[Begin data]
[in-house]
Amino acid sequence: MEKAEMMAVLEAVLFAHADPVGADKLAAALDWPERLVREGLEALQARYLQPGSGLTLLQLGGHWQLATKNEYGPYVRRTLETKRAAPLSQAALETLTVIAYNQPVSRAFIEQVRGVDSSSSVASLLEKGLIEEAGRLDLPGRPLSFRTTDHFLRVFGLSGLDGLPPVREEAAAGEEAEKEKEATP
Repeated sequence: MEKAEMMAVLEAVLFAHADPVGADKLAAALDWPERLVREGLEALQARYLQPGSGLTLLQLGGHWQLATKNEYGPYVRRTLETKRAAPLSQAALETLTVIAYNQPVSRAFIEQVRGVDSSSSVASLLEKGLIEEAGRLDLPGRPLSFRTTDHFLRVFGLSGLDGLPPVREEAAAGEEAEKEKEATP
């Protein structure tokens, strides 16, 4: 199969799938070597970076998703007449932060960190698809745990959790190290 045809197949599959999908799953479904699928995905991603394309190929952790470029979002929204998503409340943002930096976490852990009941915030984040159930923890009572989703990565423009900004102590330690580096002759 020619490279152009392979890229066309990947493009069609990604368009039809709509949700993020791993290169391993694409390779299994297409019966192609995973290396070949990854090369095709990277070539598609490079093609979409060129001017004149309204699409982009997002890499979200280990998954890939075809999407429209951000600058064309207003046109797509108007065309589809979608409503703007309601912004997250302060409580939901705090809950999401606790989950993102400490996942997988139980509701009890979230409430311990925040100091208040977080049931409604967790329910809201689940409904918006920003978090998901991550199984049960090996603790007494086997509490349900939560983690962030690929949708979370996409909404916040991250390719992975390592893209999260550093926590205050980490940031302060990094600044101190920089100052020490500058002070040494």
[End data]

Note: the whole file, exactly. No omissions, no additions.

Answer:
[in-house]
Amino acid sequence: MEKAEMMAVLEAVLFAHADPVGADKLAAALDWPERLVREGLEALQARYLQPGSGLTLLQLGGHWQLATKNEYGPYVRRTLETKRAAPLSQAALETLTVIAYNQPVSRAFIEQVRGVDSSSSVASLLEKGLIEEAGRLDLPGRPLSFRTTDHFLRVFGLSGLDGLPPVREEAAAGEEAEKEKEATP
Repeated sequence: MEKAEMMAVLEAVLFAHADPVGADKLAAALDWPERLVREGLEALQARYLQPGSGLTLLQLGGHWQLATKNEYGPYVRRTLETKRAAPLSQAALETLTVIAYNQPVSRAFIEQVRGVDSSSSVASLLEKGLIEEAGRLDLPGRPLSFRTTDHFLRVFGLSGLDGLPPVREEAAAGEEAEKEKEATP
């Protein structure tokens, strides 16, 4: 199969799938070597970076998703007449932060960190698809745990959790190290 045809197949599959999908799953479904699928995905991603394309190929952790470029979002929204998503409340943002930096976490852990009941915030984040159930923890009572989703990565423009900004102590330690580096002759 020619490279152009392979890229066309990947493009069609990604368009039809709509949700993020791993290169391993694409390779299994297409019966192609995973290396070949990854090369095709990277070539598609490079093609979409060129001017004149309204699409982009997002890499979200280990998954890939075809999407429209951000600058064309207003046109797509108007065309589809979608409503703007309601912004997250302060409580939901705090809950999401606790989950993102400490996942997988139980509701009890979230409430311990925040100091208040977080049931409604967790329910809201689940409904918006920003978090998901991550199984049960090996603790007494086997509490349900939560983690962030690929949708979370996409909404916040991250390719992975390592893209999260550093926590205050980490940031302060990094600044101190920089100052020490500058002070040494």